This pristine beauty at the heart of our existence is indeed a sign of more than mere remnants of unspoiled nature, impressed with the beauty of the image of God and the semblance of his glory; it is also a sign of the human spirit that is incarnate within this nature, at home within it and yet also surpassing it. In the very ability to have such an intuition—a recognition of gift, of love, of beauty—the spirit proves that its nature is greater than nature. For the human person never lives in a mere “environment” in which things are only means to satisfy the needs of nature. No, in us is something radically different than can be found in any other creatures of this earth: the mystery of awe, of wonder, of questioning—and a restless desire for intimate personal relationship and for a mystery that this world cannot give. For us, the earth is much more than a mere “environment;” it is indeed, a “world,” a cosmos, and a drama of immense beauty and mystery that unfolds before and around us. It is, really, a game—a participation in the divine playfulness—which we are granted to enter into and to play, and from which indeed we have been created.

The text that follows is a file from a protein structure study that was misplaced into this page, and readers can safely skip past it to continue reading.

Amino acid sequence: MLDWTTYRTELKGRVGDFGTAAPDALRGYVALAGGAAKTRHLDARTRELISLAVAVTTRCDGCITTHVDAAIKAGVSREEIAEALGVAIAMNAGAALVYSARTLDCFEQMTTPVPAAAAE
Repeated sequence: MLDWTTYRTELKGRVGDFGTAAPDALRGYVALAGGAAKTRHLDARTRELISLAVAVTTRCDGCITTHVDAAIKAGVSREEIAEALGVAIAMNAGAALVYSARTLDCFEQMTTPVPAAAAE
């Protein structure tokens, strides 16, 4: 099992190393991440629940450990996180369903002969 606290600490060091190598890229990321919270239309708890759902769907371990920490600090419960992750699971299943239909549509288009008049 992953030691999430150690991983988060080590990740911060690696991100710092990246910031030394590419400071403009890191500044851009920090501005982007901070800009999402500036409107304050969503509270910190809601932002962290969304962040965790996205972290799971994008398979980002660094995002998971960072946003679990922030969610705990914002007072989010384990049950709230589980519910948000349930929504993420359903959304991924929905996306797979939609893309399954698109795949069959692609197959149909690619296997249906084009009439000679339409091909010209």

The human spirit, therefore, is at home within nature, and yet also not at home within it. The little child is utterly open, naively open, to all that surrounds her, but she also learns to turn in upon herself and to wonder at herself. She wonders not only at the marvel of her body, how it looks and how it moves, but at the marvel of her mind, her emotions, her whole interior realm of consciousness. Of course, she does not conceptualize this wonder at herself, and turn like a philosopher to analyze it. Rather, it is present like a horizon in the midst of her outward-looking attitude and relationship with the world. Things outside of her awaken inside reactions; music makes her feel a certain way; nursing at the breast offers another marvelous experience; when she is a bit older, trying to walk fills her with yet another; gazing out upon the starry sky at night; laying in her crib before falling asleep, the faces of her parents and siblings passing her mind’s eye like ships passing by on the waves, and she loves them all, as they love her.